Jul 27, 2009, 9:20 AM
“All relevant profitability ratios improved when compared to the 2013 figures,” said Muhammed Jah, the new chairman of the bank.
He became the chairman, in May 2014, after buying 76.45 share of the bank from the former Nigerian owners, hence giving it a local face – a Gambian bank.Subsequently, the entire board and management of the bank have been changed to reflect the current realities.
During the first annual general meeting of AGIB, under the new ownership, on Friday at a hotel in Kololi, Mr Jah said the bank’s profit increased by D11.3 million, from D1.4 million in 2013 to D12.7 million in 2014.
Non-performing loans, credit extended to customers which are likely not to be paid back, decreased from 9.5 per cent to 7.96 per cent.
The chairman said the decrease in non-performing loan ratio is a result of the vigorous recovery efforts by the management of the bank.
Return on equity, profit for shareholders, increased from 0.6 per cent in 2013 to 5.23 per cent in 2014, and earnings per share also increased from D0.05 in 2013 to D0.50, all in 2014.
Customer deposit also grew by D76 million, from D552 million in 2013 to D628 million in 2014.
Operating expenses decreased from D72 million to D58 million in 2014, an increment of 24 per cent.
The new managing director of AGIB, Nuha Marenah, said the result of the bank was achieved through rigorous debt collection, lower provision and commitment from management and staff.
“This increase is unprecedented and we will build on this achievement to take the bank to the next level,” said Mr Marenah who has more than 30 years of banking experience having worked in The Gambia, Afghanistan, Jordan, Ghana and Angola.
He said the treasury department of AGIB was able to make significant strides from foreign exchange trading, despite the difficult operating environment in the foreign exchange market.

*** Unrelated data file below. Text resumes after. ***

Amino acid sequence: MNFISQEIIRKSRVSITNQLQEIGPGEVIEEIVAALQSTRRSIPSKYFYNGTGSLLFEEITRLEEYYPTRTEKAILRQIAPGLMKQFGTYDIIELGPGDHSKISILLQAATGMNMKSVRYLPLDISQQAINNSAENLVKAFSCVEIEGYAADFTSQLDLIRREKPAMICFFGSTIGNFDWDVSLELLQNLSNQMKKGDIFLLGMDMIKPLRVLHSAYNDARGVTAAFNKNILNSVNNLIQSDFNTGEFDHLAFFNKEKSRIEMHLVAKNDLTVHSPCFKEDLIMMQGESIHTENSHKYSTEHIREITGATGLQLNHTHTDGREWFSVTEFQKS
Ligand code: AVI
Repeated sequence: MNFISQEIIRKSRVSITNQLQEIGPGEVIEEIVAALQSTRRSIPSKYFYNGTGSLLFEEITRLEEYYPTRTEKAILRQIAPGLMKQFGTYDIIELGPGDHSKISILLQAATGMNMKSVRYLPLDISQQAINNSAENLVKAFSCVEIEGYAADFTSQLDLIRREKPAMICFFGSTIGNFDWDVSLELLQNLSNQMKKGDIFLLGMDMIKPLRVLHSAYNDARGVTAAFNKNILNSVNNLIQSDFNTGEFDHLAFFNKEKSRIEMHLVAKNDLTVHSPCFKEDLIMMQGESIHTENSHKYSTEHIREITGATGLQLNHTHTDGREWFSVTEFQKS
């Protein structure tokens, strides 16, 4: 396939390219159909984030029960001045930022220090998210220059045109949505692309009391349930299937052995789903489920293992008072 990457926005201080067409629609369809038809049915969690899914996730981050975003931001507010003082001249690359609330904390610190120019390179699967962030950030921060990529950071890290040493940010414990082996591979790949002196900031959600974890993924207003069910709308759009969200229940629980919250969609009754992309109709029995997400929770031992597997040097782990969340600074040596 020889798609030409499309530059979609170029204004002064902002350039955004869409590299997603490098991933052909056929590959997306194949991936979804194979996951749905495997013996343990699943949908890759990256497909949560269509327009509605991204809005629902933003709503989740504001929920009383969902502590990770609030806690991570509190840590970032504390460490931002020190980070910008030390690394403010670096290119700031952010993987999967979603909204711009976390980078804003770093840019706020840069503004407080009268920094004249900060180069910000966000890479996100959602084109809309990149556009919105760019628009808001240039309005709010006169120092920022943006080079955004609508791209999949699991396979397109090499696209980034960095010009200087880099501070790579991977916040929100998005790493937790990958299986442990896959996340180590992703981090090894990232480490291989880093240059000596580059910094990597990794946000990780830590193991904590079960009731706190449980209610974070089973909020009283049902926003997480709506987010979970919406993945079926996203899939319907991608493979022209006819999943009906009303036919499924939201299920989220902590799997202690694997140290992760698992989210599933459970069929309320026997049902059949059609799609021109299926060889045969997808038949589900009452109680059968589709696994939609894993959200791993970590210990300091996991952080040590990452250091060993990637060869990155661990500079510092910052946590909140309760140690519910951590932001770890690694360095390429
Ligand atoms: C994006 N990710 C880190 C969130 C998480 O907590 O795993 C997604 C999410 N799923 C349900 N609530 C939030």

The MD gave the staff of the bank a pat on the back for their commitment to the values of Islamic banking: honesty, tolerance, brotherhood and team work.
“It is, therefore, not surprising that there were no frauds and operational losses during the year under review,” Mr Marenah said.
He also pointed out, with delight, that no regulatory penalties were imposed on AGIB in 2014.
“That means there were no operational failures, no breach of regulatory guidelines or non-compliance with the laws of the land,” he said.
The auditors and the Shariah Advisory Council have confirmed that AGIB continued to deliver its products and services as dictated by the Shariah.
Earlier on, the chairman, Mr Jah, said the board and the management of the bank is determined to continue to confine the bank’s operations within the tenets of Islam.
“We are sure the foundation laid in the year under review would provide a platform for improved and sustainable performance in 2015 and beyond,” he said.
The 2014 result of This bank was almost dead has earned the management hearty congratulations from the other Gambian shareholders of the bank who hitherto hardly received any dividend.
“I have to thank and congratulate the management for a wonderful performance;now will have something for our shares,” said Hatib Semega Janneh, shareholder at AGIB.“This bank was almost dead.”